…by Jonas E. Alexis
You just can’t make this stuff up. Get this: flaming Zionist Thomas Friedman of the New York Times has recently suggested that Vladimir Putin is probably a C.I.A. agent! The evidence? Well, listen to this:
“But if I were a Russian citizen, I’d be asking this question: Is Putin a U.S. agent? Why? Because Putin has undertaken so many actions in recent years that contributed to the weakening of Russia’s economy and human capital base that you have to wonder whether he’s secretly on the C.I.A.’s payroll.
“Beginning around 2007 or 2008, Putin appears to have decided that rebuilding Russia by nurturing its tremendous human talent and strengthening the rule of law was just too hard — it would have required sharing power, holding real, competitive elections and building a truly diverse, innovation-based economy.”
These are the kinds of people who are responsible to give America and much of the world a better class of journalism. Yet Friedman, throughout his article, wraps himself around colossal hoaxes, complete fabrications, and just plain lies. He even brought up the crazy idea that “in 2014 Putin seized Crimea and invaded Eastern Ukraine with disguised Russian troops…”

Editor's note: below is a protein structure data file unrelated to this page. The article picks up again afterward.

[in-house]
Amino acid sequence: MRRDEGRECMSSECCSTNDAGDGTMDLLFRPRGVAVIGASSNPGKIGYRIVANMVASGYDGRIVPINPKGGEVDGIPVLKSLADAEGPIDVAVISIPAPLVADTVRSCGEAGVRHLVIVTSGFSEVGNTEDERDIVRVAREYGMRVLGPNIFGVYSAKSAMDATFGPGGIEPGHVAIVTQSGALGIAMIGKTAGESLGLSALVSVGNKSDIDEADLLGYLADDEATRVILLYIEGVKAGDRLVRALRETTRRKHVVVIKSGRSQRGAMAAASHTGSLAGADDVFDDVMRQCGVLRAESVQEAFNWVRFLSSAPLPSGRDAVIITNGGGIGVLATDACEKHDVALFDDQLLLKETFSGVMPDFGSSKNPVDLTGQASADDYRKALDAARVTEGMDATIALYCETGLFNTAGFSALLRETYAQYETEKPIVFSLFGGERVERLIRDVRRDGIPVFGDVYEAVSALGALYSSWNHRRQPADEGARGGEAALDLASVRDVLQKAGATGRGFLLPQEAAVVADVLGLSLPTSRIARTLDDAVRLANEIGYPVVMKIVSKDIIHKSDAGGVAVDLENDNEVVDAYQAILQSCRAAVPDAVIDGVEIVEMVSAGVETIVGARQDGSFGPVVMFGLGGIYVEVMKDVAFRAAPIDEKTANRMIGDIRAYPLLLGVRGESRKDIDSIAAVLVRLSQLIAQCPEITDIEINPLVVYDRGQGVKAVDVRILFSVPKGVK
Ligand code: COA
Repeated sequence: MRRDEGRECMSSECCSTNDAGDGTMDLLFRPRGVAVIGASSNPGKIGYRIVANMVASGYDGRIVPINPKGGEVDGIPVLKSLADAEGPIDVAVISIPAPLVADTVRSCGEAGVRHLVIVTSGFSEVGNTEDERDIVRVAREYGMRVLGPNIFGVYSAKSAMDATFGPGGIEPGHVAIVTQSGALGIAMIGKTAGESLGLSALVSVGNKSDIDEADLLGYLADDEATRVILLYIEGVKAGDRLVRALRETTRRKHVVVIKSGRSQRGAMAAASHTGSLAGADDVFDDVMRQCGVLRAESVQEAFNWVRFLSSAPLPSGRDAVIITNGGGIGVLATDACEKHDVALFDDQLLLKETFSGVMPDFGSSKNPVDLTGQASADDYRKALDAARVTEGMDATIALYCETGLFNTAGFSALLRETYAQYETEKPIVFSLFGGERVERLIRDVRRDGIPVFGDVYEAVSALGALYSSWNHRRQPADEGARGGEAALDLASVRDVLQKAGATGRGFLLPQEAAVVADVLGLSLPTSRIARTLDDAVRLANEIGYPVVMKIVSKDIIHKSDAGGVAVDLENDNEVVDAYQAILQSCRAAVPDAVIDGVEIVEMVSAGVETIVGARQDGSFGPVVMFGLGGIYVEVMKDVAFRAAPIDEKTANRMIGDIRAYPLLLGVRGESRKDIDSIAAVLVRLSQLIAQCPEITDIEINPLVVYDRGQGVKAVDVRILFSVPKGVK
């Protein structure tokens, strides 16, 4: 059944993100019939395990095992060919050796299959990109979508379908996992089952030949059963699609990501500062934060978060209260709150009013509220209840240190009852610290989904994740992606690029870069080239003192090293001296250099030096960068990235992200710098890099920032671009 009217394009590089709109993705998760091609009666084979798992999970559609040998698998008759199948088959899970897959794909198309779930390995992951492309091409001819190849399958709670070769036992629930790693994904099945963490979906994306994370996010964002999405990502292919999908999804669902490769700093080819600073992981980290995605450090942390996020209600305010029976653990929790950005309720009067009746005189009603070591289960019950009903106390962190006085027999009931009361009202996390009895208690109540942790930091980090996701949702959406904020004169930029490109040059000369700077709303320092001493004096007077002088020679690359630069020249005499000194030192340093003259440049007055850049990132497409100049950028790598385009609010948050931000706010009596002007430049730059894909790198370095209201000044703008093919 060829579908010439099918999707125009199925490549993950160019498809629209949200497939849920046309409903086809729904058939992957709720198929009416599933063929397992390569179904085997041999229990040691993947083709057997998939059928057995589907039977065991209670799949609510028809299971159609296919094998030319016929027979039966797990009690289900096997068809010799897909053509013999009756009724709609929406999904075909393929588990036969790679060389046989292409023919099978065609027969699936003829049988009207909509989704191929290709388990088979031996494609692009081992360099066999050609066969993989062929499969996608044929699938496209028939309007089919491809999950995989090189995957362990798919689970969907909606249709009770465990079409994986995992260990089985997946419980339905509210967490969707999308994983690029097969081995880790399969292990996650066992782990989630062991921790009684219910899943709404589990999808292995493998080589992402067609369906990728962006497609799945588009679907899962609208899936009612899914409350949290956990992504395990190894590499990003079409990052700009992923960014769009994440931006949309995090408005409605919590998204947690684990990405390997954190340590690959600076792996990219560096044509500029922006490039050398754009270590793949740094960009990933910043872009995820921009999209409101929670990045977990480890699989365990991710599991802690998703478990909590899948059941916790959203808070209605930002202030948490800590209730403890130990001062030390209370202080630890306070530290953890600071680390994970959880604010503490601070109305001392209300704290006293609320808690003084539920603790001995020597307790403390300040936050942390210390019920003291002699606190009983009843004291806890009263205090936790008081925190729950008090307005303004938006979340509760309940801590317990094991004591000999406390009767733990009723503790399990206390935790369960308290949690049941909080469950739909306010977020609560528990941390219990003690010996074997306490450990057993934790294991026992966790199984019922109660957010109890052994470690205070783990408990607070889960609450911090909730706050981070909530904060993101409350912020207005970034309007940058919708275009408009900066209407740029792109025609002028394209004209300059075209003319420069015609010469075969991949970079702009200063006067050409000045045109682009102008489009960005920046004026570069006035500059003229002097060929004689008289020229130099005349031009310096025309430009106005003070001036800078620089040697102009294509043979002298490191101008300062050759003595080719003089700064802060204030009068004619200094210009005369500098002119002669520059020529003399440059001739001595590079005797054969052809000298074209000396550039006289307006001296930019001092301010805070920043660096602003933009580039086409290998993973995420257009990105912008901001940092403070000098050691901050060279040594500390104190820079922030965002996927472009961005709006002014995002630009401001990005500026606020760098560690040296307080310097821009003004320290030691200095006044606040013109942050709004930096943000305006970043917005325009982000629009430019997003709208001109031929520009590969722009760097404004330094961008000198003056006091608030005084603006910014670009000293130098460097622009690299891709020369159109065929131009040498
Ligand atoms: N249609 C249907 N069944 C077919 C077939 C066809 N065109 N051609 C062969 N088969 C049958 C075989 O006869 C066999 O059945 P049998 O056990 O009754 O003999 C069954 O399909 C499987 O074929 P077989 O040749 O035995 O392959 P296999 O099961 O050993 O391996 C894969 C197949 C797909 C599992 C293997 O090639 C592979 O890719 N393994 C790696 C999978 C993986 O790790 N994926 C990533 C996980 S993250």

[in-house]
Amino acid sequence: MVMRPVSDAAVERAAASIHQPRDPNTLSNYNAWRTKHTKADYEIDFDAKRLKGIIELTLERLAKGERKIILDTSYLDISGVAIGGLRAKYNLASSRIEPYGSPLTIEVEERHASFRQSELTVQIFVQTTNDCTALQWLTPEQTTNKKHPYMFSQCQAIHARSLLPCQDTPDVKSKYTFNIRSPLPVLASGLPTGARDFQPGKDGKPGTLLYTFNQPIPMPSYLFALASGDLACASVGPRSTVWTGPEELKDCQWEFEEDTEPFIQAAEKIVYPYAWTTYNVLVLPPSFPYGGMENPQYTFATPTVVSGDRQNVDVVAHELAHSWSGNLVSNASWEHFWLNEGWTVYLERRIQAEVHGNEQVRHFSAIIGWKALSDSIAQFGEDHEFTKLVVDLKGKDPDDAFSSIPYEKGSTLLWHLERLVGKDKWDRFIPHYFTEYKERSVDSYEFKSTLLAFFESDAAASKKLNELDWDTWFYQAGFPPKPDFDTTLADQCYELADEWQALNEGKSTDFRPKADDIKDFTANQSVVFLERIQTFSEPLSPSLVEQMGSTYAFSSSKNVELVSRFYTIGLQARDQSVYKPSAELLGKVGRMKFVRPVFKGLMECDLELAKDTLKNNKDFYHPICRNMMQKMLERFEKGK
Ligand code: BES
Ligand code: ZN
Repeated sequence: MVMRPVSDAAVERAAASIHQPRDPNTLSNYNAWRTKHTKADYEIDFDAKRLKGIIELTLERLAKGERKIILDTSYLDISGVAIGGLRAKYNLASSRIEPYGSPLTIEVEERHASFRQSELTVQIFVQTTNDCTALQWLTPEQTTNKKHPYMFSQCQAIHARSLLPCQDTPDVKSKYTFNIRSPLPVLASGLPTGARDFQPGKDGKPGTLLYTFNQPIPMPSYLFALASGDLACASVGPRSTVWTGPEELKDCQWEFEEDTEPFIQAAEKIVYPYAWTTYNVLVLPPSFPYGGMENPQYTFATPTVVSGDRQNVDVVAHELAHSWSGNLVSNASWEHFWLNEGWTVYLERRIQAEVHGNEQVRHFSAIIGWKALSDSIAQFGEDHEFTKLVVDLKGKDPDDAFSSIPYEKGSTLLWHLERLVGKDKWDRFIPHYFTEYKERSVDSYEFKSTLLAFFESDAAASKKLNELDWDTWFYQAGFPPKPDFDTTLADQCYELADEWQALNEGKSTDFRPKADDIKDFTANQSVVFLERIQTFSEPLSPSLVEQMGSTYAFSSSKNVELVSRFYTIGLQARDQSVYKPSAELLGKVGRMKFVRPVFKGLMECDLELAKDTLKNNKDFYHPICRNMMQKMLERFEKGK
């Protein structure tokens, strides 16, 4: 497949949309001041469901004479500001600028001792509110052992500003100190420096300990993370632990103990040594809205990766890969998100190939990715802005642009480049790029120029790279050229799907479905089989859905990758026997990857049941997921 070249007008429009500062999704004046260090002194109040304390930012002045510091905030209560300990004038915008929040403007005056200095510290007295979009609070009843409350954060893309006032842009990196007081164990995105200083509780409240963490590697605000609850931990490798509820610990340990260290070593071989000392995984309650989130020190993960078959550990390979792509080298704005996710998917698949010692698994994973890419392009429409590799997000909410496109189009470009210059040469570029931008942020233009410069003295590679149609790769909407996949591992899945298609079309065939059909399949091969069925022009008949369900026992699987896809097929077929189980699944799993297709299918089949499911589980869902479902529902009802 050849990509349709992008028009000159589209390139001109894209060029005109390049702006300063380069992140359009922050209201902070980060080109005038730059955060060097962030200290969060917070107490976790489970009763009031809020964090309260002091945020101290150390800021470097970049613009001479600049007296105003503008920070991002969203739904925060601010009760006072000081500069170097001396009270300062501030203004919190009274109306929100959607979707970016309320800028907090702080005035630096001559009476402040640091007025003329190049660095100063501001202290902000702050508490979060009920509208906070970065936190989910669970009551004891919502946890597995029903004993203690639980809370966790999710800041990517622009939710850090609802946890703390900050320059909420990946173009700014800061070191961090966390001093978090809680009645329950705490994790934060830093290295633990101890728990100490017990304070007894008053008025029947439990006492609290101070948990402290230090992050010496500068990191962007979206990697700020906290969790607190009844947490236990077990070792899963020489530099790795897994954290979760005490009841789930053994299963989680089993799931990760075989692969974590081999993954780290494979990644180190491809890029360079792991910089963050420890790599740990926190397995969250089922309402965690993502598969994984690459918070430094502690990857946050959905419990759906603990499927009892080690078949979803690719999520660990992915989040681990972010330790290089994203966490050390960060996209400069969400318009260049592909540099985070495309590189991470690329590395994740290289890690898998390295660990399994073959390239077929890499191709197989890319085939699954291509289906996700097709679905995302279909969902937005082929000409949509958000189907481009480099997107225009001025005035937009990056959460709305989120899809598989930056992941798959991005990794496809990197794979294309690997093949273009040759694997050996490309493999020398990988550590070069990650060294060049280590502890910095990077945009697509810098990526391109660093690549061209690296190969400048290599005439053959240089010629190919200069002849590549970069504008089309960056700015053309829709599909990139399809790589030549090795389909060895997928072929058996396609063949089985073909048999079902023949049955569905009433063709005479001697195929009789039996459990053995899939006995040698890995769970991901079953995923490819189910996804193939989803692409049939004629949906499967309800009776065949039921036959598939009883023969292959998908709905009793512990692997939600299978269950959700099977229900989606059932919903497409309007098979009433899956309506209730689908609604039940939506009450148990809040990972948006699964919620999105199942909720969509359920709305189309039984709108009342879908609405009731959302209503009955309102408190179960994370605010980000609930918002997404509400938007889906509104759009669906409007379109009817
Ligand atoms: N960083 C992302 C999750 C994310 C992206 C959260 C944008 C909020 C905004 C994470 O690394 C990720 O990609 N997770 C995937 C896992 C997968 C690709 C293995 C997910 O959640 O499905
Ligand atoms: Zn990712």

Why can’t these people clear their heads? Crimea has been part of Russia for centuries! Furthermore, why doesn’t Friedman tell his readers that Crimeans themselves voted to join Russia? Even USA Today, of all places, had this to say: “Crimea’s election committee said that 97% of voters backed a union between the largely ethnic-Russian peninsula and the huge neighboring country.”
How did Russia invade Crimea when 97% of Crimeans agreed to join Russia? When was the last time that an American president won by 97%? And if 97% is not a sign of democracy, what is? Isn’t Friedman implicitly arguing for an oligarchic/Zionist rule here?
You see, Thomas Friedman is part of the Neocon/Zionist/Israeli ideology which never ceases to drink the blood of innocent people in the Middle East and elsewhere. This is not the opinions of Jonas E. Alexis. Friedman himself was asked by Charlie Rose about the outcome of the war in Iraq. Charlie Rose asked, “Now that the war is over and there’s some difficulty with the peace, was it worth doing?” Friedman responded:
“I think it was unquestionably worth doing Charlie, and I think that looking back that I now certainly feel I understand what the war was about and it’s interesting to talk about it here in silicon valley because I think looking back at the 1990s I can identify there are actually three bubbles of the 1990s, there was the Nasdaq bubble, there was the corporate governance bubble, and lastly there was what I would call the terrorism bubble, and the first two were based on creative accounting and the last two were based on moral creative accounting. The terrorism bubble that built up over the 1990s said flying airplanes into the World Trade Center, that’s Ok.